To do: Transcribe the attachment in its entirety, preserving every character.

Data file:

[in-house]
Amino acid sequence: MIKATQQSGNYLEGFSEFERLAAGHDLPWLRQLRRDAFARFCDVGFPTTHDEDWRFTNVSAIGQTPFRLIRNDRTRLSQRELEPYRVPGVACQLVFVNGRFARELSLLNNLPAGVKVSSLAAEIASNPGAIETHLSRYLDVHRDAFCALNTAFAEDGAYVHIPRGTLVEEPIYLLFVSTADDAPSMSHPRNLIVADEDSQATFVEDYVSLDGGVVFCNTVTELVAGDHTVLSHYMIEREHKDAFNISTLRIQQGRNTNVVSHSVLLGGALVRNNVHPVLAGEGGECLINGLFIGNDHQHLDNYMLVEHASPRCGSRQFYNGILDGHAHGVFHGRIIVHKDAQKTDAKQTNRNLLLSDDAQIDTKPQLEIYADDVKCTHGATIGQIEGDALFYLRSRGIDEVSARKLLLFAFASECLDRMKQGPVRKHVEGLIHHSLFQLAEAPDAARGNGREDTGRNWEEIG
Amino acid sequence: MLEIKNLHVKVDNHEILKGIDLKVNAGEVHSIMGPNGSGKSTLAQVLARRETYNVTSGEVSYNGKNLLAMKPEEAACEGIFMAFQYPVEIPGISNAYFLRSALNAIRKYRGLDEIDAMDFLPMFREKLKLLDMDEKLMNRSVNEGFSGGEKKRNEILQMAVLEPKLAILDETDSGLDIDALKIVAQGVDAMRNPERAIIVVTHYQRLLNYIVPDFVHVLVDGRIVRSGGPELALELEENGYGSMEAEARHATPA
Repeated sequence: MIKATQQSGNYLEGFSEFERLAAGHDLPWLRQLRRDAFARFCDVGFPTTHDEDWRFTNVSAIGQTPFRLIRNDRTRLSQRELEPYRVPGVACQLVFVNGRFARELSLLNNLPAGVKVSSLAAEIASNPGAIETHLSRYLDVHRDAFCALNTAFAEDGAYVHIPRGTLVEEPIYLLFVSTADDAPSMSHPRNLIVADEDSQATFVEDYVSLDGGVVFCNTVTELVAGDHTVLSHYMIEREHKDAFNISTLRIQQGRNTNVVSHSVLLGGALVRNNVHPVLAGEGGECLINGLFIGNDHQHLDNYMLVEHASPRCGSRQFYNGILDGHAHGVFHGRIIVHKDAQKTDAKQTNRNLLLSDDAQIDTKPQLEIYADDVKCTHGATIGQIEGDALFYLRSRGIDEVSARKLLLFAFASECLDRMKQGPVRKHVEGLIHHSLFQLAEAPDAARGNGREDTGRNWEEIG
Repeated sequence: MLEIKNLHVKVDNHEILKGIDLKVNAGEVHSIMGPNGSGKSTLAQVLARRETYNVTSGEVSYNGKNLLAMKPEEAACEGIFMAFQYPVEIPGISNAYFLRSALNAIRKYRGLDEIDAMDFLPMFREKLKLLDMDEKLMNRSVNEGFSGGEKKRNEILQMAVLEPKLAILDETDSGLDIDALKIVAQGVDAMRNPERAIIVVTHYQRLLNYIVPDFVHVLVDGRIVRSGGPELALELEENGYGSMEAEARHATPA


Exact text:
[in-house]
Amino acid sequence: MIKATQQSGNYLEGFSEFERLAAGHDLPWLRQLRRDAFARFCDVGFPTTHDEDWRFTNVSAIGQTPFRLIRNDRTRLSQRELEPYRVPGVACQLVFVNGRFARELSLLNNLPAGVKVSSLAAEIASNPGAIETHLSRYLDVHRDAFCALNTAFAEDGAYVHIPRGTLVEEPIYLLFVSTADDAPSMSHPRNLIVADEDSQATFVEDYVSLDGGVVFCNTVTELVAGDHTVLSHYMIEREHKDAFNISTLRIQQGRNTNVVSHSVLLGGALVRNNVHPVLAGEGGECLINGLFIGNDHQHLDNYMLVEHASPRCGSRQFYNGILDGHAHGVFHGRIIVHKDAQKTDAKQTNRNLLLSDDAQIDTKPQLEIYADDVKCTHGATIGQIEGDALFYLRSRGIDEVSARKLLLFAFASECLDRMKQGPVRKHVEGLIHHSLFQLAEAPDAARGNGREDTGRNWEEIG
Amino acid sequence: MLEIKNLHVKVDNHEILKGIDLKVNAGEVHSIMGPNGSGKSTLAQVLARRETYNVTSGEVSYNGKNLLAMKPEEAACEGIFMAFQYPVEIPGISNAYFLRSALNAIRKYRGLDEIDAMDFLPMFREKLKLLDMDEKLMNRSVNEGFSGGEKKRNEILQMAVLEPKLAILDETDSGLDIDALKIVAQGVDAMRNPERAIIVVTHYQRLLNYIVPDFVHVLVDGRIVRSGGPELALELEENGYGSMEAEARHATPA
Repeated sequence: MIKATQQSGNYLEGFSEFERLAAGHDLPWLRQLRRDAFARFCDVGFPTTHDEDWRFTNVSAIGQTPFRLIRNDRTRLSQRELEPYRVPGVACQLVFVNGRFARELSLLNNLPAGVKVSSLAAEIASNPGAIETHLSRYLDVHRDAFCALNTAFAEDGAYVHIPRGTLVEEPIYLLFVSTADDAPSMSHPRNLIVADEDSQATFVEDYVSLDGGVVFCNTVTELVAGDHTVLSHYMIEREHKDAFNISTLRIQQGRNTNVVSHSVLLGGALVRNNVHPVLAGEGGECLINGLFIGNDHQHLDNYMLVEHASPRCGSRQFYNGILDGHAHGVFHGRIIVHKDAQKTDAKQTNRNLLLSDDAQIDTKPQLEIYADDVKCTHGATIGQIEGDALFYLRSRGIDEVSARKLLLFAFASECLDRMKQGPVRKHVEGLIHHSLFQLAEAPDAARGNGREDTGRNWEEIG
Repeated sequence: MLEIKNLHVKVDNHEILKGIDLKVNAGEVHSIMGPNGSGKSTLAQVLARRETYNVTSGEVSYNGKNLLAMKPEEAACEGIFMAFQYPVEIPGISNAYFLRSALNAIRKYRGLDEIDAMDFLPMFREKLKLLDMDEKLMNRSVNEGFSGGEKKRNEILQMAVLEPKLAILDETDSGLDIDALKIVAQGVDAMRNPERAIIVVTHYQRLLNYIVPDFVHVLVDGRIVRSGGPELALELEENGYGSMEAEARHATPA